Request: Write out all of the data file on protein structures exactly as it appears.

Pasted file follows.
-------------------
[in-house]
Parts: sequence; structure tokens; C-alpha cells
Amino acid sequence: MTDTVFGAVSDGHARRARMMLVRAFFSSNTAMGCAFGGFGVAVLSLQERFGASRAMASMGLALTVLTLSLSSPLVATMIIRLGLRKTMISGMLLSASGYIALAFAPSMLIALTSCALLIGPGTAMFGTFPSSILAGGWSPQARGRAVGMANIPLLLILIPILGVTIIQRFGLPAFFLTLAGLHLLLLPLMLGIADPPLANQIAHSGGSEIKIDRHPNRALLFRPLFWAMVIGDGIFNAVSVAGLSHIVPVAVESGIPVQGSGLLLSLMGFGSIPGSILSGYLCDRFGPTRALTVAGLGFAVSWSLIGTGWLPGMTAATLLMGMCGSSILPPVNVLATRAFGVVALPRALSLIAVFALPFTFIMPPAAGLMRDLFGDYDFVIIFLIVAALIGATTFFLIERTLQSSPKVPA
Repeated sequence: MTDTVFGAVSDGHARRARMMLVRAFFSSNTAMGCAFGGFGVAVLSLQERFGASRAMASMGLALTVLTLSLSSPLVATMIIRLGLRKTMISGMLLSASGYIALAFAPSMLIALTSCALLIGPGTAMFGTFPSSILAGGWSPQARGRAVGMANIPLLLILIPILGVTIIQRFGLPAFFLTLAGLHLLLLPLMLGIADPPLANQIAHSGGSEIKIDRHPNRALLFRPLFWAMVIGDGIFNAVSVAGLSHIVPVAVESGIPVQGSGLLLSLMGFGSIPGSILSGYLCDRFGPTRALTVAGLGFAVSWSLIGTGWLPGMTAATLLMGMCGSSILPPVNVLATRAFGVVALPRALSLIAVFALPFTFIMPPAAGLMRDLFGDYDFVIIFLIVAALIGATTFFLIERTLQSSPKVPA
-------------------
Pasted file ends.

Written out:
[in-house]
Parts: sequence; structure tokens; C-alpha cells
Amino acid sequence: MTDTVFGAVSDGHARRARMMLVRAFFSSNTAMGCAFGGFGVAVLSLQERFGASRAMASMGLALTVLTLSLSSPLVATMIIRLGLRKTMISGMLLSASGYIALAFAPSMLIALTSCALLIGPGTAMFGTFPSSILAGGWSPQARGRAVGMANIPLLLILIPILGVTIIQRFGLPAFFLTLAGLHLLLLPLMLGIADPPLANQIAHSGGSEIKIDRHPNRALLFRPLFWAMVIGDGIFNAVSVAGLSHIVPVAVESGIPVQGSGLLLSLMGFGSIPGSILSGYLCDRFGPTRALTVAGLGFAVSWSLIGTGWLPGMTAATLLMGMCGSSILPPVNVLATRAFGVVALPRALSLIAVFALPFTFIMPPAAGLMRDLFGDYDFVIIFLIVAALIGATTFFLIERTLQSSPKVPA
Repeated sequence: MTDTVFGAVSDGHARRARMMLVRAFFSSNTAMGCAFGGFGVAVLSLQERFGASRAMASMGLALTVLTLSLSSPLVATMIIRLGLRKTMISGMLLSASGYIALAFAPSMLIALTSCALLIGPGTAMFGTFPSSILAGGWSPQARGRAVGMANIPLLLILIPILGVTIIQRFGLPAFFLTLAGLHLLLLPLMLGIADPPLANQIAHSGGSEIKIDRHPNRALLFRPLFWAMVIGDGIFNAVSVAGLSHIVPVAVESGIPVQGSGLLLSLMGFGSIPGSILSGYLCDRFGPTRALTVAGLGFAVSWSLIGTGWLPGMTAATLLMGMCGSSILPPVNVLATRAFGVVALPRALSLIAVFALPFTFIMPPAAGLMRDLFGDYDFVIIFLIVAALIGATTFFLIERTLQSSPKVPA